Trump may hurt re-election with anti-mail-in vote stance

National News
Donald Trump

President Donald Trump speaks with reporters before departing on Marine One on the South Lawn of the White House, Tuesday, June 23, 2020, in Washington. (AP Photo/Alex Brandon)

DES MOINES, Iowa (AP) — President Donald Trump’s campaign and allies have blocked efforts to expand mail-in voting, forcing an awkward confrontation with top GOP election officials promoting the opposite in their states. 

The rare dissonance between Trump and other Republican elected officials also reflects another reality the president will not concede: many in his party believe expanding mail-in voting could ultimately help him. 

Trump’s campaign has intervened directly in Ohio, while allies have fired warning shots in Iowa and Georgia. Their moves are aimed at blunting Republican secretaries of state in places that could be competitive in November. 

Action by these three secretaries of state, who are the top election officials in their states, was designed to make ballot access easier during the coronavirus pandemic.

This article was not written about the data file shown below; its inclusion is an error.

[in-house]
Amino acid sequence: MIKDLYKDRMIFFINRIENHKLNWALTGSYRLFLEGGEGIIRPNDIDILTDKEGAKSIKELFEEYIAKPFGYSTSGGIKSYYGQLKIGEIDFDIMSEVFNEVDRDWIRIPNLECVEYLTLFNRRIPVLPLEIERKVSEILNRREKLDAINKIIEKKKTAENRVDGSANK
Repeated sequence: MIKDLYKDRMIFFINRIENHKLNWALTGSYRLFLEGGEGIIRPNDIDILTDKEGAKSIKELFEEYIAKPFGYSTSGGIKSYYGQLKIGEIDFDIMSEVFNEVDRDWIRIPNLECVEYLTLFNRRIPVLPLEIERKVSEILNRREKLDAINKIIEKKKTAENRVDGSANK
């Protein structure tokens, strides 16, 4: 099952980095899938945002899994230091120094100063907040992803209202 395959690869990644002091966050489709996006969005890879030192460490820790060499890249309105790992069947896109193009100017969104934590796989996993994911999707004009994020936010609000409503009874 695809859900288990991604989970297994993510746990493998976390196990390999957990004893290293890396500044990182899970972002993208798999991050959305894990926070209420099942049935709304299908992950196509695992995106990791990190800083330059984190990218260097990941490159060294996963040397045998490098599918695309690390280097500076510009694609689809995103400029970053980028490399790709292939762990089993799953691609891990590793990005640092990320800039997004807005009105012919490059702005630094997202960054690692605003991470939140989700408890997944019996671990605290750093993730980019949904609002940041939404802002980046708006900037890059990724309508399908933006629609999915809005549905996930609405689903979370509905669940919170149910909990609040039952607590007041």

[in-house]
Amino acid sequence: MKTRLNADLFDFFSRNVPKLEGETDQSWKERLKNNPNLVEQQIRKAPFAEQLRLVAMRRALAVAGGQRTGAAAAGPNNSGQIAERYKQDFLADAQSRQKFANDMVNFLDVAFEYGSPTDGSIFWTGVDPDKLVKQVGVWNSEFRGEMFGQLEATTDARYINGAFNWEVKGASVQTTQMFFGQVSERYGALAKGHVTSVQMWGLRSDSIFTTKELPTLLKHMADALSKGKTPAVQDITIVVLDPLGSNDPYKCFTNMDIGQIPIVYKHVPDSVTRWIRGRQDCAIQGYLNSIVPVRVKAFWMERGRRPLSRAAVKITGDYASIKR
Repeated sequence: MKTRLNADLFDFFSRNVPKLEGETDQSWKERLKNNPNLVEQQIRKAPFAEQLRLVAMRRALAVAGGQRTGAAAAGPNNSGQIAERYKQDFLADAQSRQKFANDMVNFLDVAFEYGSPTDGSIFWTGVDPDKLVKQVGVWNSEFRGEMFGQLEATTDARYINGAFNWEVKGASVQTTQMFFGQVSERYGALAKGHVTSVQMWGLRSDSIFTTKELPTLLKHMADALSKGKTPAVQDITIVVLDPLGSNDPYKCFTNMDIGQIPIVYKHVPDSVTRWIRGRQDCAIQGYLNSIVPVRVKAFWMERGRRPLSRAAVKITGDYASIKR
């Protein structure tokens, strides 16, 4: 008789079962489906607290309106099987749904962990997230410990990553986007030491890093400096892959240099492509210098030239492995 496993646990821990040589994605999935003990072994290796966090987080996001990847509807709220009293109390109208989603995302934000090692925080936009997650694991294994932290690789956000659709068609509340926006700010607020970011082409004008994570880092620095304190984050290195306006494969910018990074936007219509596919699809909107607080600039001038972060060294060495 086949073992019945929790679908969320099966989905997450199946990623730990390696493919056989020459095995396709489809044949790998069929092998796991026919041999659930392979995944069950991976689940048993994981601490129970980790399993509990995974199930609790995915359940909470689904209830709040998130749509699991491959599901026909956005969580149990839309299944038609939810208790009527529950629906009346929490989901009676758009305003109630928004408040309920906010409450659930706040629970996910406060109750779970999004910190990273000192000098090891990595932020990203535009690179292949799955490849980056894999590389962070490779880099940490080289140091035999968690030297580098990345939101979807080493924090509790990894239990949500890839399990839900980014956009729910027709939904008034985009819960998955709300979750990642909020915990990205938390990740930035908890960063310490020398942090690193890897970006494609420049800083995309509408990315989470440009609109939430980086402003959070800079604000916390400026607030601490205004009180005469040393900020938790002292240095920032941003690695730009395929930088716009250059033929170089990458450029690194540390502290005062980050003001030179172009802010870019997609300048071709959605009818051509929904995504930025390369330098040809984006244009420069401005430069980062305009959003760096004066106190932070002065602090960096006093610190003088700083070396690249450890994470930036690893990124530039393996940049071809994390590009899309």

Trump has railed against expanding vote by mail, arguing without evidence that the practice, despite being the primary voting method in Colorado, Hawaii, Oregon, Washington and Utah, is ripe for widespread fraud.

Last week, after Iowa voters broke a 26-year-old statewide primary election turnout record, the Iowa Senate’s GOP majority pressed to bar Secretary of State Paul Pate from sending absentee ballots to all two million registered voters this fall, as he did before the June 3 primary.

Last week, Republican Gov. Kim Reynolds signed compromise legislation requiring Pate and his successors to seek approval from a partisan legislative council for similar future actions. The GOP-controlled council unanimously rejected Pate’s request to widely send absentee ballot applications this fall.

Trump carried Georgia, Iowa and Ohio comfortably in 2016. To win again, he would likely need to match his sizable winning margins in their rural counties, home to many in his older, white base.

Consolidation of rural polling places, shrunken election staff and long lines may deter rural voters vital to Trump, said University of California Irvine professor Richard Hasen, chair of a committee of U.S. scholars that has recommended changes ahead of the 2020 elections.

“The voters Trump is hurting are likely his own when he’s making these comments against mail-in balloting,” said Hasen, “because it’s a safe and generally effective way to cast a ballot, especially in the midst of a pandemic.”

Presumptive Democratic presidential nominee Joe Biden supports mail-in voting.

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